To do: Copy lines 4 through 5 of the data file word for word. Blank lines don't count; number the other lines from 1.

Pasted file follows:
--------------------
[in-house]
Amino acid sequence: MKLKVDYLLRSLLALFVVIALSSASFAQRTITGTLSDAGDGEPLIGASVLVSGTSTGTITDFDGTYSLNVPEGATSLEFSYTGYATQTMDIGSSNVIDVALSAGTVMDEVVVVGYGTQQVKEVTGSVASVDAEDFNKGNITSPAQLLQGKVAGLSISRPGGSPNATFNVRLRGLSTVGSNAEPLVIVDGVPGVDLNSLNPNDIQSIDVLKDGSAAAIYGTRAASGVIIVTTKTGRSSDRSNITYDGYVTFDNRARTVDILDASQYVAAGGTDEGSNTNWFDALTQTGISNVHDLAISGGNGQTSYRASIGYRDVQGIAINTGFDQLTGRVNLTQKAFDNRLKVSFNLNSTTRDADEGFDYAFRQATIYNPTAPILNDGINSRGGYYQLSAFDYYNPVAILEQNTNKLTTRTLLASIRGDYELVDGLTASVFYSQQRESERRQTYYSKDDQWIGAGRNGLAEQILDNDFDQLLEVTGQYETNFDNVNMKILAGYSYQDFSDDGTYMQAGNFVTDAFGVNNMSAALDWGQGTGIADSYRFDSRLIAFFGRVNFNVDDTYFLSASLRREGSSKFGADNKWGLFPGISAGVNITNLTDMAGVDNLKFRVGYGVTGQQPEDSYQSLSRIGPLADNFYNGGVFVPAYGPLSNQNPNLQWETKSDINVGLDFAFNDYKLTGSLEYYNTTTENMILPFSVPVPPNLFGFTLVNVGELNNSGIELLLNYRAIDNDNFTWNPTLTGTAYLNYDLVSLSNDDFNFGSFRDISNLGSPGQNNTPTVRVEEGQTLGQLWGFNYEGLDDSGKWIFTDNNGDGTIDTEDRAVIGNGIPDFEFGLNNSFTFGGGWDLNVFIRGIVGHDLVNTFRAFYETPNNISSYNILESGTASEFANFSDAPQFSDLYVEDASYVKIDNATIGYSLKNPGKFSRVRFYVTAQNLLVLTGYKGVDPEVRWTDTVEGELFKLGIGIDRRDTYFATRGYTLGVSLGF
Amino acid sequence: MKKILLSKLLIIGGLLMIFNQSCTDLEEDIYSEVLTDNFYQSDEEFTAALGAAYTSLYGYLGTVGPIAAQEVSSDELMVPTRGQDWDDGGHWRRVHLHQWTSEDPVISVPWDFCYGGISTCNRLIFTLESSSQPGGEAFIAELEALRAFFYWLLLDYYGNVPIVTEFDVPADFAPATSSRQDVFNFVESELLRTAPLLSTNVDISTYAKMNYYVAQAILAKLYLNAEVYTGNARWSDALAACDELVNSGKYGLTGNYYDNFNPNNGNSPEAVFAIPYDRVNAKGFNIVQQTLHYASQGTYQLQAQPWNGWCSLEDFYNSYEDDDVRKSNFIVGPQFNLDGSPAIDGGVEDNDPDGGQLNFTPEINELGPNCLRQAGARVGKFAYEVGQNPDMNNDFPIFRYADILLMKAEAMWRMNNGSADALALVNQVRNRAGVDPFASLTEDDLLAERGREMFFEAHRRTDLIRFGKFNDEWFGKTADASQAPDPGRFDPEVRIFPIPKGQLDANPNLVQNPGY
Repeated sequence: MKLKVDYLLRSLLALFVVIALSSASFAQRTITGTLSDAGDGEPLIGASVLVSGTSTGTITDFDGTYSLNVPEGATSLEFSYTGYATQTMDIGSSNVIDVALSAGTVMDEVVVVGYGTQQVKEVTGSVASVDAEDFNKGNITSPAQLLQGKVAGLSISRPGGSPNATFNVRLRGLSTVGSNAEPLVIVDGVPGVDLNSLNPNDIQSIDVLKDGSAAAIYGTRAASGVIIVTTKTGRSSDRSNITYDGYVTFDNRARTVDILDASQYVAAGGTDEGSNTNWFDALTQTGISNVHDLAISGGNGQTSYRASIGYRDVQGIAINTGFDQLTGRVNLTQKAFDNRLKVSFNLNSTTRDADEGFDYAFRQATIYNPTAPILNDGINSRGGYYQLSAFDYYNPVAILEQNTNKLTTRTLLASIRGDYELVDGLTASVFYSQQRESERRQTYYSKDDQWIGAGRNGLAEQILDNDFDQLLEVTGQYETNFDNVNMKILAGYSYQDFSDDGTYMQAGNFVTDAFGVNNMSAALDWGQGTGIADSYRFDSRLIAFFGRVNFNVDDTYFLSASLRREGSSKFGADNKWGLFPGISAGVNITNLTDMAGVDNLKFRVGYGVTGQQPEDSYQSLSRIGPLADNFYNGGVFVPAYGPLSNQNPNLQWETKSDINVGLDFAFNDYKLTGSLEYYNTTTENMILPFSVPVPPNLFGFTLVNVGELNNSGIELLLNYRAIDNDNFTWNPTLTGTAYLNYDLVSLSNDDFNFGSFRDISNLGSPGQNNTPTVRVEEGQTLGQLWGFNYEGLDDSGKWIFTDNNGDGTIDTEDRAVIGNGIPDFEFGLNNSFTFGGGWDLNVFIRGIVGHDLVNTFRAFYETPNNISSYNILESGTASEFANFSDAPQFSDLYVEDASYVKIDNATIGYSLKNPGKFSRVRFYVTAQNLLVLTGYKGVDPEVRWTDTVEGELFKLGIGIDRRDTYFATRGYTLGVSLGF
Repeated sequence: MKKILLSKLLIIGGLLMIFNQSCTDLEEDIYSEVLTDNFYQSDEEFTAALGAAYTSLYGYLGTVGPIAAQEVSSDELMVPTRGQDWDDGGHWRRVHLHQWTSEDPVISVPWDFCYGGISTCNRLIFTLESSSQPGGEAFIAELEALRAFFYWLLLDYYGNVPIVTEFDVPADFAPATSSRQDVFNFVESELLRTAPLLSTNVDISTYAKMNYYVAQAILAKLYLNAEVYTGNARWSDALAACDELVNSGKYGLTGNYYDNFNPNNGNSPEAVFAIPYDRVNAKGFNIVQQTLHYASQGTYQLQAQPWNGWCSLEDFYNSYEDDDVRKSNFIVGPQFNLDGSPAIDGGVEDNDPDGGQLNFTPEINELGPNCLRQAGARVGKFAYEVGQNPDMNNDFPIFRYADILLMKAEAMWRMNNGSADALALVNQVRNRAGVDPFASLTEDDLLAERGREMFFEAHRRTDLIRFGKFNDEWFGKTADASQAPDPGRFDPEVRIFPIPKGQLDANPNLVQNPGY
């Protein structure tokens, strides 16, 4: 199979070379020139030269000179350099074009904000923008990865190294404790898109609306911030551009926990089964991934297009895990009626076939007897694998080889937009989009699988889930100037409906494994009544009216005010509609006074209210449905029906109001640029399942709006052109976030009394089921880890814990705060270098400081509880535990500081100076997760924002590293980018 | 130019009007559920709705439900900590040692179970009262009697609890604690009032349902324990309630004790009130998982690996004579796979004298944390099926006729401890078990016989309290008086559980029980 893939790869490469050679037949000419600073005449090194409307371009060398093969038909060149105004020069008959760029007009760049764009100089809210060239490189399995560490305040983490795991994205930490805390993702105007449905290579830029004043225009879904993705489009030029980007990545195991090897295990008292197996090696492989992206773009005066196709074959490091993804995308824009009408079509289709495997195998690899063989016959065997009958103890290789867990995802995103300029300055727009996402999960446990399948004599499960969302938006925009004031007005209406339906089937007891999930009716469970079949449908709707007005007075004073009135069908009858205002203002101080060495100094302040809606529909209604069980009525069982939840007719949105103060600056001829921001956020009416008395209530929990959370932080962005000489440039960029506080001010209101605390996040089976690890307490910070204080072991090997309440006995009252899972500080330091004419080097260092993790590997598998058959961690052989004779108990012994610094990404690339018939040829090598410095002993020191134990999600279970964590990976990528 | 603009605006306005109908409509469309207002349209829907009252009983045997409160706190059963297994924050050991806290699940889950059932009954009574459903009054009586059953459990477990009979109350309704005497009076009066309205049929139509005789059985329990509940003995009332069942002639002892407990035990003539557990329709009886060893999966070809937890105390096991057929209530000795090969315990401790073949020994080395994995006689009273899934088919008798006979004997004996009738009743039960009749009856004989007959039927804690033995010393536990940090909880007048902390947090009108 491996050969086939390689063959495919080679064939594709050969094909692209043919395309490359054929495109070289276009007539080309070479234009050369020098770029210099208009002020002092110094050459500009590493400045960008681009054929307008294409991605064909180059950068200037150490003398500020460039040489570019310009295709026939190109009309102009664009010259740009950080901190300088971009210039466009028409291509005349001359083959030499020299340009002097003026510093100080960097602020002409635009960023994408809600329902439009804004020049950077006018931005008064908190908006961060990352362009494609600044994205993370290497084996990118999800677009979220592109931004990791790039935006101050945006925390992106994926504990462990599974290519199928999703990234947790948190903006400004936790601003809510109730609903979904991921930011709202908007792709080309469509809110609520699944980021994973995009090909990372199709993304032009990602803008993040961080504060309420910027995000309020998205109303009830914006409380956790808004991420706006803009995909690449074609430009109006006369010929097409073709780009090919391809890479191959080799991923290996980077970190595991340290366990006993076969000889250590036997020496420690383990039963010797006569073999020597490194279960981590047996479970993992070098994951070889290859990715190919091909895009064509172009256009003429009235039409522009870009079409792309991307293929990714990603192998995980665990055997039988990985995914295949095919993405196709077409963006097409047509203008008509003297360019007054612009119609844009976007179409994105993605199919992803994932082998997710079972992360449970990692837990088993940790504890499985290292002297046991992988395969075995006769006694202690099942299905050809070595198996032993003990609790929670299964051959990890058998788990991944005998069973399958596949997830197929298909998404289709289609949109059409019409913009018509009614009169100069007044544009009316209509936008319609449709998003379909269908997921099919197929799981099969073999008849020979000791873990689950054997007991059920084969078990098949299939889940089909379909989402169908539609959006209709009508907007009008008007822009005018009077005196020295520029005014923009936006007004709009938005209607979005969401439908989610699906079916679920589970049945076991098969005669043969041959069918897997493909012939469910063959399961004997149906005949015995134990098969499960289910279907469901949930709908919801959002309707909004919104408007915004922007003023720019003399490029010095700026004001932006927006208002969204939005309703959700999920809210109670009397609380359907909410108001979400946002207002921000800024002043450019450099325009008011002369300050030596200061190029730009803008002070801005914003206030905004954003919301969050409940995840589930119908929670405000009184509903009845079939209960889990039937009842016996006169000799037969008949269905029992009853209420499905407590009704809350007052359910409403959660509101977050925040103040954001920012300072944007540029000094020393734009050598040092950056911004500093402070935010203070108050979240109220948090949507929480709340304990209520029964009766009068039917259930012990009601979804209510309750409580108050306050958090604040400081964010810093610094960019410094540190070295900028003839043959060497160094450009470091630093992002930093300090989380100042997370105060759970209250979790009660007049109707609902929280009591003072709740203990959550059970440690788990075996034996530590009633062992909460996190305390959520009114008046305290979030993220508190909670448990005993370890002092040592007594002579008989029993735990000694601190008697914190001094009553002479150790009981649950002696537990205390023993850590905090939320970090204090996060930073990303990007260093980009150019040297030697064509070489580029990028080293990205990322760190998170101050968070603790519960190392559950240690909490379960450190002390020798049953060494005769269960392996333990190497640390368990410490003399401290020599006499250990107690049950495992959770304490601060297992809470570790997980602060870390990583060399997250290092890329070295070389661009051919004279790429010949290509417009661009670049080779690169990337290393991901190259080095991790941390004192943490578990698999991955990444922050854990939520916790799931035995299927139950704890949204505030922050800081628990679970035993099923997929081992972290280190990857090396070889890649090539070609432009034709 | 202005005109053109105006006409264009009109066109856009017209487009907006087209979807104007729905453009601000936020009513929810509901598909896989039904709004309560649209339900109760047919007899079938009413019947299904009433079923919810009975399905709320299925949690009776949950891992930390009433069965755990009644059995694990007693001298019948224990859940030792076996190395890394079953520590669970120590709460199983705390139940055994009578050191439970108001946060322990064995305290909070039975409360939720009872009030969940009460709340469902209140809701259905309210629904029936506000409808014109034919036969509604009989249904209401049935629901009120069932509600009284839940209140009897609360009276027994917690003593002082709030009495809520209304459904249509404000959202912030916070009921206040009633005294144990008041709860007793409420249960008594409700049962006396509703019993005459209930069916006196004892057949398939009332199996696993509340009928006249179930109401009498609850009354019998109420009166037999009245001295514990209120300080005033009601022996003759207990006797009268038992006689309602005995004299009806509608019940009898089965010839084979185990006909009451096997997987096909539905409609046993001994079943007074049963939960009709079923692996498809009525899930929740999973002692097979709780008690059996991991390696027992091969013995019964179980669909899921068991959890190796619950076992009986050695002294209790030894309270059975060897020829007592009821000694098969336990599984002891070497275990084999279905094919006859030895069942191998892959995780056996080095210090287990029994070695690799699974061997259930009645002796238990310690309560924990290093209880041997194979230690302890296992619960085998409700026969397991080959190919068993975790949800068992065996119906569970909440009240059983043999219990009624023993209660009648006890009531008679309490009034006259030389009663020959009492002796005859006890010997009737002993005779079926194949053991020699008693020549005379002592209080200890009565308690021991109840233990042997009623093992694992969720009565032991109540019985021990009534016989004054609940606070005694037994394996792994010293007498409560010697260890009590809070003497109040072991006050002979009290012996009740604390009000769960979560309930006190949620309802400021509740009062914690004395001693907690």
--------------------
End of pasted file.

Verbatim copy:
Repeated sequence: MKLKVDYLLRSLLALFVVIALSSASFAQRTITGTLSDAGDGEPLIGASVLVSGTSTGTITDFDGTYSLNVPEGATSLEFSYTGYATQTMDIGSSNVIDVALSAGTVMDEVVVVGYGTQQVKEVTGSVASVDAEDFNKGNITSPAQLLQGKVAGLSISRPGGSPNATFNVRLRGLSTVGSNAEPLVIVDGVPGVDLNSLNPNDIQSIDVLKDGSAAAIYGTRAASGVIIVTTKTGRSSDRSNITYDGYVTFDNRARTVDILDASQYVAAGGTDEGSNTNWFDALTQTGISNVHDLAISGGNGQTSYRASIGYRDVQGIAINTGFDQLTGRVNLTQKAFDNRLKVSFNLNSTTRDADEGFDYAFRQATIYNPTAPILNDGINSRGGYYQLSAFDYYNPVAILEQNTNKLTTRTLLASIRGDYELVDGLTASVFYSQQRESERRQTYYSKDDQWIGAGRNGLAEQILDNDFDQLLEVTGQYETNFDNVNMKILAGYSYQDFSDDGTYMQAGNFVTDAFGVNNMSAALDWGQGTGIADSYRFDSRLIAFFGRVNFNVDDTYFLSASLRREGSSKFGADNKWGLFPGISAGVNITNLTDMAGVDNLKFRVGYGVTGQQPEDSYQSLSRIGPLADNFYNGGVFVPAYGPLSNQNPNLQWETKSDINVGLDFAFNDYKLTGSLEYYNTTTENMILPFSVPVPPNLFGFTLVNVGELNNSGIELLLNYRAIDNDNFTWNPTLTGTAYLNYDLVSLSNDDFNFGSFRDISNLGSPGQNNTPTVRVEEGQTLGQLWGFNYEGLDDSGKWIFTDNNGDGTIDTEDRAVIGNGIPDFEFGLNNSFTFGGGWDLNVFIRGIVGHDLVNTFRAFYETPNNISSYNILESGTASEFANFSDAPQFSDLYVEDASYVKIDNATIGYSLKNPGKFSRVRFYVTAQNLLVLTGYKGVDPEVRWTDTVEGELFKLGIGIDRRDTYFATRGYTLGVSLGF
Repeated sequence: MKKILLSKLLIIGGLLMIFNQSCTDLEEDIYSEVLTDNFYQSDEEFTAALGAAYTSLYGYLGTVGPIAAQEVSSDELMVPTRGQDWDDGGHWRRVHLHQWTSEDPVISVPWDFCYGGISTCNRLIFTLESSSQPGGEAFIAELEALRAFFYWLLLDYYGNVPIVTEFDVPADFAPATSSRQDVFNFVESELLRTAPLLSTNVDISTYAKMNYYVAQAILAKLYLNAEVYTGNARWSDALAACDELVNSGKYGLTGNYYDNFNPNNGNSPEAVFAIPYDRVNAKGFNIVQQTLHYASQGTYQLQAQPWNGWCSLEDFYNSYEDDDVRKSNFIVGPQFNLDGSPAIDGGVEDNDPDGGQLNFTPEINELGPNCLRQAGARVGKFAYEVGQNPDMNNDFPIFRYADILLMKAEAMWRMNNGSADALALVNQVRNRAGVDPFASLTEDDLLAERGREMFFEAHRRTDLIRFGKFNDEWFGKTADASQAPDPGRFDPEVRIFPIPKGQLDANPNLVQNPGY